Implement patient follow-up and recall system to ensure screening follow-through

    Clear procedures for how screening results are routed once received – usually to a provider or another health professional who can act on the results by protocol
    Assuming the results received and routed to designated person occursEducation for patients on importance of receiving test resultsAssign patients with colonoscopy to follow-up managers

    Ensure outreach to patient with test results and achieving targets per guidelines; no news is good news strategy for notifying patients about lab tests is not aligned with good care
    Monitor patient contacted with results

    Set data tracking and evaluation systems for timely patient contact

    Implement a tracking system that monitors screening results and that prompts if results not logged as expected
    Positive findings?Education on the importance of treatment of positive findings

    Resources for patient support
    General referral for treatment

    Help patients to make follow-up appointments

    Assess current care plan, barriers to following care plan, and collaborate with patient on care plan modifications
    Partnerships with specialist for low-cost interventions

    Culturally-competent education materials readily available for specialist referral
    Reinforce care guidelines & ensure appropriate referral for appropriate intervention or care & appropriate follow-upSchedule self-management support between visits as indicatedSet clear expectations for follow-up

    Assess current care plan, barriers to following care plan, and collaborate with patient on care plan modifications

    Patient satisfaction survey on navigating system
    Ensure patient receives guidance about access to the practice with interim concerns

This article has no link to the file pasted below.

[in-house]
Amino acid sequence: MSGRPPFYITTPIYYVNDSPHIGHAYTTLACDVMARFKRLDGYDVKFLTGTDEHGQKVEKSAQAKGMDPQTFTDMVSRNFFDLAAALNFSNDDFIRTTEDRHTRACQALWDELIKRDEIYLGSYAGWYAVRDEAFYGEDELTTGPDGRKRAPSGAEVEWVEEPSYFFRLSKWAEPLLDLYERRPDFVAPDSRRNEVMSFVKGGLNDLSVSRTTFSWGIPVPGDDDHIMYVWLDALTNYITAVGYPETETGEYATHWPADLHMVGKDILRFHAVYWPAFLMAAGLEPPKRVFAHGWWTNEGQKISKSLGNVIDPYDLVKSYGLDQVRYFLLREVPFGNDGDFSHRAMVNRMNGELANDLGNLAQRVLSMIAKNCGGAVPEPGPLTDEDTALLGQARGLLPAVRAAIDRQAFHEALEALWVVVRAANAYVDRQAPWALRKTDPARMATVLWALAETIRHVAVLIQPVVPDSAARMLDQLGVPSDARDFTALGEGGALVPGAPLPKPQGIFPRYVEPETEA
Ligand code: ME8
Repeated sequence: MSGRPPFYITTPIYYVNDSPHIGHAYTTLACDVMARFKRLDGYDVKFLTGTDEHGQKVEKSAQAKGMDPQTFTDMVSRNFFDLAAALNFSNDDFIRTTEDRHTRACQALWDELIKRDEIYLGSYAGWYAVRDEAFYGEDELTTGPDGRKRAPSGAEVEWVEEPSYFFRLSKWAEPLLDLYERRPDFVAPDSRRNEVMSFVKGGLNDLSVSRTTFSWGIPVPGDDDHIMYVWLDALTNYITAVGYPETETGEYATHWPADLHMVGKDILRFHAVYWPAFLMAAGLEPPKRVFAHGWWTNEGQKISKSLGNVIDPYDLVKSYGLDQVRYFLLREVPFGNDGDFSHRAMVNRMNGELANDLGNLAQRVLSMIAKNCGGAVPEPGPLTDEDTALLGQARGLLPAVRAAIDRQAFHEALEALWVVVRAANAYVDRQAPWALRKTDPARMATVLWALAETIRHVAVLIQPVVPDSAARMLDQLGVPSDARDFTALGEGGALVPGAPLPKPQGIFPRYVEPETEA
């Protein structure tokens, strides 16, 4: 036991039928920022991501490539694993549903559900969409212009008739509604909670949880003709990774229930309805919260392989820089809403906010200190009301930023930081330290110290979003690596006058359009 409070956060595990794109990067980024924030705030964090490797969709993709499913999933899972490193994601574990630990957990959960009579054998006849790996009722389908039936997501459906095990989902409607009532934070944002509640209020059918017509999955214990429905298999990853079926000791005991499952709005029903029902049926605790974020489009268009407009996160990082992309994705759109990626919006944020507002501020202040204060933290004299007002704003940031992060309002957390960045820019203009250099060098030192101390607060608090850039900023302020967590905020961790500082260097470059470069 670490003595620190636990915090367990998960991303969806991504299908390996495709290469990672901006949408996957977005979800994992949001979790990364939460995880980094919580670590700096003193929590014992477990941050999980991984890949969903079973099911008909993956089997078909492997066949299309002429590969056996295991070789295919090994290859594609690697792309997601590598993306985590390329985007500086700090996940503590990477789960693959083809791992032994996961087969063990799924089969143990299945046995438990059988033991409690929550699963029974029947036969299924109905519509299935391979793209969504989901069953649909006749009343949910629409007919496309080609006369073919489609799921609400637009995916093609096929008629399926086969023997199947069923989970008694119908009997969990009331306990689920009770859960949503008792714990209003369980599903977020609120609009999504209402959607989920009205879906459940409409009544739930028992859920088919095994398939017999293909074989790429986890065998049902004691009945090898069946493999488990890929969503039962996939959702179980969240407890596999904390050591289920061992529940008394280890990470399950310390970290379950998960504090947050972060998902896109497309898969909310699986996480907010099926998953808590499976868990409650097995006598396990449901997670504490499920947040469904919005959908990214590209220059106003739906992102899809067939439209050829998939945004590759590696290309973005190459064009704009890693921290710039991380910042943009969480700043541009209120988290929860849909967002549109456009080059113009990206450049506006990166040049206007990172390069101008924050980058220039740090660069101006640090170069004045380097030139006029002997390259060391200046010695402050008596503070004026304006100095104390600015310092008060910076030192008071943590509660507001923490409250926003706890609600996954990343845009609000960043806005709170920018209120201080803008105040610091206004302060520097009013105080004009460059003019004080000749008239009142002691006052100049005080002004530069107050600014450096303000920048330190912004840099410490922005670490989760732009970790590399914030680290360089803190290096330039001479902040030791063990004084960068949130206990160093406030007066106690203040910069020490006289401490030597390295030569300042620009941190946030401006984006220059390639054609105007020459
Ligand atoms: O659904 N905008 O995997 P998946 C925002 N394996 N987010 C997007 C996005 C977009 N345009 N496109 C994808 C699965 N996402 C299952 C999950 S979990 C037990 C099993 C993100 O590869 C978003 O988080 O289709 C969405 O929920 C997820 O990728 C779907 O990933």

Financial considerations and referral source for low-cost interventions

    Implement Patient Satisfaction Survey for Colon Health Navigation
    This toolkit is meant as a guide to help organize ideas, but is also designed to allow flexibility for creative planning.


    While an organization may choose to adapt and refine a tool to assist improvement for the measure, Colorectal Cancer Screening, testing the measure before fully implementing it offers a way to try something new and modify it before additional resources are spent.
How Can an Organization Make Those Changes?

Earlier in this module, examples are provided of changes that have led to improved organizational systems of care and better patient health outcomes (Critical Pathway and Care Model). Because every change is not necessarily an improvement, changes must be tested and studied to determine whether the change improves the quality of care. This concept is addressed in detail in the Testing for Improvement module.

It is important that these changes be tested in the context of an organization's staff, current processes, and patients. The goal is that the change results in lasting improvements within an organization.

Organizations commonly use tools to manage change as they work to improve their systems. For a comprehensive discussion of change management, refer to the Testing for Improvement and Redesigning a System of Care to Promote QI modules. Here are a couple of tools that are worth mentioning in the context of this measure:

  1. Small tests of change Model for Improvement and PDSA (Plan-Do-Study-Act)
  2. Process mapping
  3. Model for Improvement

    The Model for Improvement (26) identifies aim, measure, and change strategies by asking three questions:

    Figure: AIM Measure Change.
    Figure: AIM Measure Change